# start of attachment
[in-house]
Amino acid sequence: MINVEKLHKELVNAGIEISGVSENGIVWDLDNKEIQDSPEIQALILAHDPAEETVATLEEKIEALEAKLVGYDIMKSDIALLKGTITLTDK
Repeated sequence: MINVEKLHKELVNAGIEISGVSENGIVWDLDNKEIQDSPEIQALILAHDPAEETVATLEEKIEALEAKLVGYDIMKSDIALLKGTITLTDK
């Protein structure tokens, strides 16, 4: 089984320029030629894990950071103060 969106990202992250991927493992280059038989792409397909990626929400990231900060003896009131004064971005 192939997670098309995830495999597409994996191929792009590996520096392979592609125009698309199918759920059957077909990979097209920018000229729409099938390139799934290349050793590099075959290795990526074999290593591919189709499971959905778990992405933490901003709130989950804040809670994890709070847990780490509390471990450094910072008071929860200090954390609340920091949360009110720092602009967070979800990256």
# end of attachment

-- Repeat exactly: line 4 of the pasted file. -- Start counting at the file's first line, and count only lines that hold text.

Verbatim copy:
């Protein structure tokens, strides 16, 4: 089984320029030629894990950071103060 969106990202992250991927493992280059038989792409397909990626929400990231900060003896009131004064971005 192939997670098309995830495999597409994996191929792009590996520096392979592609125009698309199918759920059957077909990979097209920018000229729409099938390139799934290349050793590099075959290795990526074999290593591919189709499971959905778990992405933490901003709130989950804040809670994890709070847990780490509390471990450094910072008071929860200090954390609340920091949360009110720092602009967070979800990256």